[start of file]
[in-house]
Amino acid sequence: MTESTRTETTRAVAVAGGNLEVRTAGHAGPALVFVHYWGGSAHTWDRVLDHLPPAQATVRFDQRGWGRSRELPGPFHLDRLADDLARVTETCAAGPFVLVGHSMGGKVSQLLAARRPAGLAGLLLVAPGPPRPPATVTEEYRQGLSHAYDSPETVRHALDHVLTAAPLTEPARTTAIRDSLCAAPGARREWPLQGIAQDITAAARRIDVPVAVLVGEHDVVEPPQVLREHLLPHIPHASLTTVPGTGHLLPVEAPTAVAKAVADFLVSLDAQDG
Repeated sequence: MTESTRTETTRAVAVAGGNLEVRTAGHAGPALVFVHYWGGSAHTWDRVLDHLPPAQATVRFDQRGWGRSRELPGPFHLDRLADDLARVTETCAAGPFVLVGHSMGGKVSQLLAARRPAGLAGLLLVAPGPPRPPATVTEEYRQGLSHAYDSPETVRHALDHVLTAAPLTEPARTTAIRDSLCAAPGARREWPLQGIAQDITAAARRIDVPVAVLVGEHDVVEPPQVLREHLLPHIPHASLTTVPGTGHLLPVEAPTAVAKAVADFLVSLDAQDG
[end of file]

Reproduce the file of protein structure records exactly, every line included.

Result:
[in-house]
Amino acid sequence: MTESTRTETTRAVAVAGGNLEVRTAGHAGPALVFVHYWGGSAHTWDRVLDHLPPAQATVRFDQRGWGRSRELPGPFHLDRLADDLARVTETCAAGPFVLVGHSMGGKVSQLLAARRPAGLAGLLLVAPGPPRPPATVTEEYRQGLSHAYDSPETVRHALDHVLTAAPLTEPARTTAIRDSLCAAPGARREWPLQGIAQDITAAARRIDVPVAVLVGEHDVVEPPQVLREHLLPHIPHASLTTVPGTGHLLPVEAPTAVAKAVADFLVSLDAQDG
Repeated sequence: MTESTRTETTRAVAVAGGNLEVRTAGHAGPALVFVHYWGGSAHTWDRVLDHLPPAQATVRFDQRGWGRSRELPGPFHLDRLADDLARVTETCAAGPFVLVGHSMGGKVSQLLAARRPAGLAGLLLVAPGPPRPPATVTEEYRQGLSHAYDSPETVRHALDHVLTAAPLTEPARTTAIRDSLCAAPGARREWPLQGIAQDITAAARRIDVPVAVLVGEHDVVEPPQVLREHLLPHIPHASLTTVPGTGHLLPVEAPTAVAKAVADFLVSLDAQDG